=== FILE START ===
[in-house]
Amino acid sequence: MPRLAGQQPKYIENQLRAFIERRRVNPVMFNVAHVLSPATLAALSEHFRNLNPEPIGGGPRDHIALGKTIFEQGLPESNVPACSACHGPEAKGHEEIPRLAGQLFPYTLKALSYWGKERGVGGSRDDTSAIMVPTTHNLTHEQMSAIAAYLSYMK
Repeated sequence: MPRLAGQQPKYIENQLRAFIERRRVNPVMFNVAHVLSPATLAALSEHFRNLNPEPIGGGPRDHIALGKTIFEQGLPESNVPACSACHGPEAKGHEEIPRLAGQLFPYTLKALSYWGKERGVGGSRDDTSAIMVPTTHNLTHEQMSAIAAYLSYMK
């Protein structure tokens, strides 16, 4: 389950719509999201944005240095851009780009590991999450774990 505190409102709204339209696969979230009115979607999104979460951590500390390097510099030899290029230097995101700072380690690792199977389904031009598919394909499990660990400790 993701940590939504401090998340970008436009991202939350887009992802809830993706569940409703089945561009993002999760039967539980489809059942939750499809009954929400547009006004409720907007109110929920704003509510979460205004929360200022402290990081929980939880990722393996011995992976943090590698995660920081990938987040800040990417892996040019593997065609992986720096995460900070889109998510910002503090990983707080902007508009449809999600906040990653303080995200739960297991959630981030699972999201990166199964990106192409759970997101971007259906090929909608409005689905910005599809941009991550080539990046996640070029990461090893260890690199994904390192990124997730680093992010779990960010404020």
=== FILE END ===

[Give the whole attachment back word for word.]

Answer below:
[in-house]
Amino acid sequence: MPRLAGQQPKYIENQLRAFIERRRVNPVMFNVAHVLSPATLAALSEHFRNLNPEPIGGGPRDHIALGKTIFEQGLPESNVPACSACHGPEAKGHEEIPRLAGQLFPYTLKALSYWGKERGVGGSRDDTSAIMVPTTHNLTHEQMSAIAAYLSYMK
Repeated sequence: MPRLAGQQPKYIENQLRAFIERRRVNPVMFNVAHVLSPATLAALSEHFRNLNPEPIGGGPRDHIALGKTIFEQGLPESNVPACSACHGPEAKGHEEIPRLAGQLFPYTLKALSYWGKERGVGGSRDDTSAIMVPTTHNLTHEQMSAIAAYLSYMK
């Protein structure tokens, strides 16, 4: 389950719509999201944005240095851009780009590991999450774990 505190409102709204339209696969979230009115979607999104979460951590500390390097510099030899290029230097995101700072380690690792199977389904031009598919394909499990660990400790 993701940590939504401090998340970008436009991202939350887009992802809830993706569940409703089945561009993002999760039967539980489809059942939750499809009954929400547009006004409720907007109110929920704003509510979460205004929360200022402290990081929980939880990722393996011995992976943090590698995660920081990938987040800040990417892996040019593997065609992986720096995460900070889109998510910002503090990983707080902007508009449809999600906040990653303080995200739960297991959630981030699972999201990166199964990106192409759970997101971007259906090929909608409005689905910005599809941009991550080539990046996640070029990461090893260890690199994904390192990124997730680093992010779990960010404020």